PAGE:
"Existing reserves are not easily accessible because of the lack of information about them. "As a result, when interested parties approach the DME for available reserves to investigate, the department is unable to assist them," informs Prevost.
Looking at a map of current mining operations in the Central Basin, there is evidence of blocks that are currently not being mined, but whether they have been earmarked by the surrounding mines for expansion or other development is unknown.
At present, the department is recommending that interested parties approach the mining companies directly for leases or purchases of available land.
However, this is not a long-term solution.
In order to assist new entrants, and as a result of the country's expected dependence on coal for the foreseeable future, it has become evident that it is essential that the remainder of the country's coal resources and reserves be evaluated.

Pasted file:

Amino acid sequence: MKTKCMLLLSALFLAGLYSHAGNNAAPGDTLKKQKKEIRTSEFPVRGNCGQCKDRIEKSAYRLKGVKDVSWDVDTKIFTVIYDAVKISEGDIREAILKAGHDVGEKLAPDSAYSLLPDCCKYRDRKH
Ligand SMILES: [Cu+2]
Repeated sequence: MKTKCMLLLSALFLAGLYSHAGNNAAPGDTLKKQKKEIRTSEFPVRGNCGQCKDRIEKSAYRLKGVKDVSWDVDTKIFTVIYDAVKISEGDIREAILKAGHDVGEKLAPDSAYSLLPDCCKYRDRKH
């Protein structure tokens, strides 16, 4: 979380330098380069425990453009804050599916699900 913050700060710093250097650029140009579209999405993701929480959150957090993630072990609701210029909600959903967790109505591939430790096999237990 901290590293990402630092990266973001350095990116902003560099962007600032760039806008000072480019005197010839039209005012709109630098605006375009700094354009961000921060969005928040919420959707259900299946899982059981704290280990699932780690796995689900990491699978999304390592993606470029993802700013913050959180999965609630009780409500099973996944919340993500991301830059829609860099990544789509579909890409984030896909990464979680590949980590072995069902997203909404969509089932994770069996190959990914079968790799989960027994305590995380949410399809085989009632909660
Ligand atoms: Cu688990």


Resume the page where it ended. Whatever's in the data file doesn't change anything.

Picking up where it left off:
While the Minerals Bureau has attempted to estimate the current reserves at the present day, using the results of the FSJ de Jager report released in 1983 (reviewed by JH Bredell in 1987), these reserves relate to the entire coalfields and do not relate to a specific block or mine.
As a result, the DME cannot give new entrants an accurate account of where there are blocks for new mining operations and what the detailed reserves of the blocks are.
The DME has initiated a process, consisting of three phases, to re-evaluate the national coal resource/reserve status in South Africa and store it in a database.
In recent years, production of coal in South Africa has remained relatively static.
While the bigger companies are attempting to reduce their total reliance on their South African operations and expand into other areas where there are potentially more opportunities, such as Australia and South America, the smaller producers are notably increasing production levels.
Large producers have lost, on average, more than 1% of their output, while small mines have increased their production by some 600%.